By: Joe Strupp
The big news this week that Iran had successfully completed a missile test launch apparently had some big mistakes in coverage.
A misleading photo of four missiles being launched at once during the test, instead of the correct three, made its way to the front pages of the Los Angeles Times, The Financial Times, the Chicago Tribune and other newspapers, as well as BBC News, MSNBC, Yahoo! News, and NYTimes.com, according to a New York Times blog.
The Times blog, “The Lede,” reports that Agence France-Presse obtained the four-missile image from the Web site of Sepah News, “the media arm of the Iranian Revolutionary Guards,” on Wednesday.
“Does Iran?s state media use Photoshop? The charge has been leveled before,” the blog stated. “So far, though, it can?t be said with any certainty whether there is any official Iranian involvement in this instance. Sepah apparently published the three-missile version of the image today without further explanation.”
One news outlet that apparently found, and transmitted, the correct image, with three missiles being launched, was the Associated Press.
AP Executive Editor Kathleen Carroll referred E&P’s requests for further information to spokesman Paul Colford. He said only that AP obtained its image from the same Sepah News site as other news outlets.
Colford cited the AP caption with the image it transmitted that stated: “In this image made available Thursday July 10, 2008, from Sepah News website owned by Iran’s Revolutionary Guards, showing Iran’s Shahab-3 missiles being launched from an undisclosed location on Wednesday July 9, 2008, which officials have said have a range of 1,250 miles and is armed with a 1-ton conventional warhead….” It was labeled “AP Photo/Sepah News.”
A total of nine missiles were launched during the controversial testing Wednesday.
The Lede blog item can be found at:
By early afternoon Thursday, few of the major newspapers that had published the wrong image on their front pages had formally acknowledged the goof, apparently leaving it up to their blogs for now and possibly in print tomorrow.
The Los Angeles Times’ “Top of the Ticket” blog merely cited the “Lede” item, although it noted the L.A. Times was among those that ran the wrong image. Still, the paper carried no apparent correction online.
The Boston Globe, which also ran the incorrect version on Page One, added a link to the “Lede” item under its Web story about the missiles, but also without an obvious correction.
At the Chicago Tribune, the only apparent acknowledgement of the error came in a reader comment to the Tribune’s “The Swamp” blog.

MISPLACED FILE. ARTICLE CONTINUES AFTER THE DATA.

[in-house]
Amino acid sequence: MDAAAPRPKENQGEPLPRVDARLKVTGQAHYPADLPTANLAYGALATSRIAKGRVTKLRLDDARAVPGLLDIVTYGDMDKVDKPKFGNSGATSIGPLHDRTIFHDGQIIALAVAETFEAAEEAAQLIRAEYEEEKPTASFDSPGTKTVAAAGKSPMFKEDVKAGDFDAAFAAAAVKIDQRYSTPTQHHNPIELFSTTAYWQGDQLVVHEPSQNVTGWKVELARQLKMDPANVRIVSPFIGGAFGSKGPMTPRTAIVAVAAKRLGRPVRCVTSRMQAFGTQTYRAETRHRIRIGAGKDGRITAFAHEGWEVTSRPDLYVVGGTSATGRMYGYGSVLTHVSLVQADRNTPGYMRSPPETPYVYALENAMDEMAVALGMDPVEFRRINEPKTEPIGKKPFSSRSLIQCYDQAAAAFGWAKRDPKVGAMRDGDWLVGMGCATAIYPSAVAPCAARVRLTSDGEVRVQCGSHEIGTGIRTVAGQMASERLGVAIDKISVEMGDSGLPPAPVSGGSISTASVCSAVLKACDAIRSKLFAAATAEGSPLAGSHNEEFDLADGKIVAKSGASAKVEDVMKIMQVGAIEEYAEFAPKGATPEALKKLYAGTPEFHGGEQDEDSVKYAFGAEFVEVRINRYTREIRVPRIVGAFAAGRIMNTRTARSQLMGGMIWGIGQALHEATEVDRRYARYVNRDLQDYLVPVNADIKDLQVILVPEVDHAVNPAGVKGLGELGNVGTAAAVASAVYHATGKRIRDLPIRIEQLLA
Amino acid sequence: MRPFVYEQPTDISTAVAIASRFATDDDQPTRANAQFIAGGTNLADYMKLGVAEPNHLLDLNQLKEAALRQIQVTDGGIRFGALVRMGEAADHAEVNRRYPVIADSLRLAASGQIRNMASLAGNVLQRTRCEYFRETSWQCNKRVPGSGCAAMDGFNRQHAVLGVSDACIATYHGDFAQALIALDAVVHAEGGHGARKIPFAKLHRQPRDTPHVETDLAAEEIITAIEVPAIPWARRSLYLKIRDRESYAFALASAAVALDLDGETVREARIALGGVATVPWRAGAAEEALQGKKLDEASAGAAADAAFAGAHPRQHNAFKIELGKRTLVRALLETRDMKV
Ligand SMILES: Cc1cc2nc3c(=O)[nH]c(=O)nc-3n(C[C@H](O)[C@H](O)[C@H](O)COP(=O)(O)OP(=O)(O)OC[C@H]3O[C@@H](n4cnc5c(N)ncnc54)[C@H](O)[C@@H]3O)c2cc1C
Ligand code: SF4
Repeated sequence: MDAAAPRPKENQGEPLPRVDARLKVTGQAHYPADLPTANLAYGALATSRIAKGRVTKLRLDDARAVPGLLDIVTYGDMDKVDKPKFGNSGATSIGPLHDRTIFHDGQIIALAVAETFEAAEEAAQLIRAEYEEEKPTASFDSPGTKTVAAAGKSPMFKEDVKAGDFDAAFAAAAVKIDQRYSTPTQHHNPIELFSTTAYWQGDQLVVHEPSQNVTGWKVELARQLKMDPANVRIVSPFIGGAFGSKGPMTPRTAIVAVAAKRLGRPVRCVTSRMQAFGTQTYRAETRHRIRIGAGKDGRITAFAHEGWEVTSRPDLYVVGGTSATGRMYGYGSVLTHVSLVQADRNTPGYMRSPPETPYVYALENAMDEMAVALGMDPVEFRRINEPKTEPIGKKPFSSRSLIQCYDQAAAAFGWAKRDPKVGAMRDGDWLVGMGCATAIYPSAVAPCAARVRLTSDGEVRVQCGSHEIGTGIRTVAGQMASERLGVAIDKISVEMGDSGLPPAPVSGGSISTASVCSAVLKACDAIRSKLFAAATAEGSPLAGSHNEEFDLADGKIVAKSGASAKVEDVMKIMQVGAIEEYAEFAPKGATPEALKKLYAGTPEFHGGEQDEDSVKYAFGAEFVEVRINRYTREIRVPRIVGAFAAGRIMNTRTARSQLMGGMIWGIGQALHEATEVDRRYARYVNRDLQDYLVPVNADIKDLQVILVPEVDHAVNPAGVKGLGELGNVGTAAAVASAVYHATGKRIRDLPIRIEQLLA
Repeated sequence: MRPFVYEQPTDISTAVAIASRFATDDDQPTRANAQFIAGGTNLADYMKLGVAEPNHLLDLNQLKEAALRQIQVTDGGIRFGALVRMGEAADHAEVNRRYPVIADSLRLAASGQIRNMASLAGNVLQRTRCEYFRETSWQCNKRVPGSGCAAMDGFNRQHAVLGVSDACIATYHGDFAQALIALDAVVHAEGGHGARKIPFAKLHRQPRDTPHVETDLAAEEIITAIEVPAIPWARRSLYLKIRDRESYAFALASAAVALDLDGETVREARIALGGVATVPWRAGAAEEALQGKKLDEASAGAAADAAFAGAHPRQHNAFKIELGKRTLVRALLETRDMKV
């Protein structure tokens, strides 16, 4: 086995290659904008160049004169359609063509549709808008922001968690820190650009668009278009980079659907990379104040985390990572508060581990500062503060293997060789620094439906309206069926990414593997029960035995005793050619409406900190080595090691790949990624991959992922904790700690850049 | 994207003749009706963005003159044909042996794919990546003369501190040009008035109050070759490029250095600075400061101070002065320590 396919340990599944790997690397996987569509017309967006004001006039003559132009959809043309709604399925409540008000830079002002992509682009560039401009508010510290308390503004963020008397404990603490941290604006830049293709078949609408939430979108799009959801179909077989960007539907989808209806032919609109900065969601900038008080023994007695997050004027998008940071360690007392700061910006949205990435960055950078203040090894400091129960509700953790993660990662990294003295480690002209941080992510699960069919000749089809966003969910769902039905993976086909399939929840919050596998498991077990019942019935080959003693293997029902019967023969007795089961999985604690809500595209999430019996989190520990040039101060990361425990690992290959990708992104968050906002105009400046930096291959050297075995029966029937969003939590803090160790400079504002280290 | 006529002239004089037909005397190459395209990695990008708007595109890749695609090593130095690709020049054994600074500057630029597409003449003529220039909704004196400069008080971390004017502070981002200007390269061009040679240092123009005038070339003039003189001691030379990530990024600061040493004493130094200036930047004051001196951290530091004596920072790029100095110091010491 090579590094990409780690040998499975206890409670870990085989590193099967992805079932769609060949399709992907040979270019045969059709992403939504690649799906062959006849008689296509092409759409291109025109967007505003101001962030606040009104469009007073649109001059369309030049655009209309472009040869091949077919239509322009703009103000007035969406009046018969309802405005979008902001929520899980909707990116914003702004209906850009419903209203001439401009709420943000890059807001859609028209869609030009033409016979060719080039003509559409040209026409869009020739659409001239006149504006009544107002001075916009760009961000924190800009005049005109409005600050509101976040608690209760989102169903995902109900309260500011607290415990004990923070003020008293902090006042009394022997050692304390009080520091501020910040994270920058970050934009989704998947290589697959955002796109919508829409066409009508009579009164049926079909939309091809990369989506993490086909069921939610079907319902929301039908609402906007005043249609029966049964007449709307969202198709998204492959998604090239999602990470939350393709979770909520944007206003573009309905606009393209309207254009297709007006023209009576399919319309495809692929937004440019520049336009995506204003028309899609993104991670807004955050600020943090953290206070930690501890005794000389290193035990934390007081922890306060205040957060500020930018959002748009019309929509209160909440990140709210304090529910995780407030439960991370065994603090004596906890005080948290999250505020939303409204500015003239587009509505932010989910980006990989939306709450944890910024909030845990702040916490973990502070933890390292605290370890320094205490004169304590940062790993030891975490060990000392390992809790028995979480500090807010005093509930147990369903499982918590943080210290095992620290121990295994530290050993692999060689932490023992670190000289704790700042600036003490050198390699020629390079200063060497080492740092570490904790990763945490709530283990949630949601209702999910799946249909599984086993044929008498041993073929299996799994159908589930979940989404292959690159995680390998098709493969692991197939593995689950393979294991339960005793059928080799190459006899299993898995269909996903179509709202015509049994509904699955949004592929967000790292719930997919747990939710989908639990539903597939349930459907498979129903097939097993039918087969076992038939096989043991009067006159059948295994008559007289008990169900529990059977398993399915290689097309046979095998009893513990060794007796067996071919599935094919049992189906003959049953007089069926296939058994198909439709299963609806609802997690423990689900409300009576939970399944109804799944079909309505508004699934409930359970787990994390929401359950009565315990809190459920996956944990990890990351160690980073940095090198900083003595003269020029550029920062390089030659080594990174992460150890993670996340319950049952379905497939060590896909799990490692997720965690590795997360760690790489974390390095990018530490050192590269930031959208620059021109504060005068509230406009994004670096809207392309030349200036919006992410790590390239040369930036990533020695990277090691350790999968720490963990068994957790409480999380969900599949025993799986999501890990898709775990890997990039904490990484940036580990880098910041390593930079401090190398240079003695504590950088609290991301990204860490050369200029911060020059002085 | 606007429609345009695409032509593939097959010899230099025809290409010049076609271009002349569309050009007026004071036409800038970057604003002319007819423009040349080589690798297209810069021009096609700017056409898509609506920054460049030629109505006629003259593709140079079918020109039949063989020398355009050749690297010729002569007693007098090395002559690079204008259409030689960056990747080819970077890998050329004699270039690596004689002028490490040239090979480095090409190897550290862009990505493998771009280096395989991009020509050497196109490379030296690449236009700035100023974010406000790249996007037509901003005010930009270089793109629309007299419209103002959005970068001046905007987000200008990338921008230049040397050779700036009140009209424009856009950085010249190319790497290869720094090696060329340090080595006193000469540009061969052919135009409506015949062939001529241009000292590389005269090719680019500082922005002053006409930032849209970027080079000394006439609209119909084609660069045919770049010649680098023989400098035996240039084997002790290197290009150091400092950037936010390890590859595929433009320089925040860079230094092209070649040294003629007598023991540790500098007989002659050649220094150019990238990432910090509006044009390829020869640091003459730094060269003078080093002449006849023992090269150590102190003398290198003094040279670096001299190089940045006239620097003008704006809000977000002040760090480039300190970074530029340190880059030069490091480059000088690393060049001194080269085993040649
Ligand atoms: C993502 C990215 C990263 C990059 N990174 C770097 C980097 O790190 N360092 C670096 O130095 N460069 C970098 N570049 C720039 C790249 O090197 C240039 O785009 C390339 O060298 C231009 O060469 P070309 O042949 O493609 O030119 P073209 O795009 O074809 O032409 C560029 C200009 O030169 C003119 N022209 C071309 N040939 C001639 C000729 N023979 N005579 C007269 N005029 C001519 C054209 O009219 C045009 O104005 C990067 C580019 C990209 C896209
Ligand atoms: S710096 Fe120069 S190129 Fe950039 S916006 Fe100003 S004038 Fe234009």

Among the other news outlets that reported on the altered photo was the Christian Science Monitor, which provided online readers with a changing image that flipped back and forth from the original to the altered image to show exactly what was changed.
That report is found at:
Late Thursday, AP distributed its own story on the incident, with an analyst suggesting that the Iranians altered the photo to disguise a launch failure:
(AP) An Iranian photograph showing a cluster of missile launches was apparently altered to add a fourth missile lifting off from a desert range, a defense analyst said Thursday.
“There’s no doubt the photo was doctored,” said Mark Fitzpatrick, director of the Non-Proliferation Program for the London-based International Institute For Strategic Studies.
The image, posted Wednesday on a Web site owned by Iran’s Revolutionary Guards, showed four missiles moments after launch, leaving trails of glowing exhaust and clouds of billowing brown dust.
The scene was described as part of military maneuvers in which nine missiles were test fired, including an enhanced version of the Shahab-3. Iranian officials say the new missile has a range of 1,250 miles, which would enable a strike on Israel and most of the Middle East. The tests drew immediate criticism from Washington.
Some media outlets used the photo, but it was not carried by The Associated Press.
The photo on the Sepah News site was replaced Thursday with an image showing three missiles ? which appear to be the same as the earlier photo. In place of the fourth missile, however, the photo showed one still on the ground in its launch position and what appears to be a vehicle nearby.
The photo was used by the AP. The image with four launches was no longer available in the Sepah site.
Fitzpatrick, a former State Department official who followed arms control issues, believes the photo was manipulated after the missile malfunctioned.
“They had a rocket launch and one failed,” he said. “They have had other tests that have succeeded, but Iran tends to exaggerate its capabilities.”
There was no immediate comment from Iranian officials on the photos.
“The whole purpose of these launches was to demonstrate Iran’s capabilities and a photo showing one out of four rockets failing doesn’t have the intended impact,” Fitzpatrick said.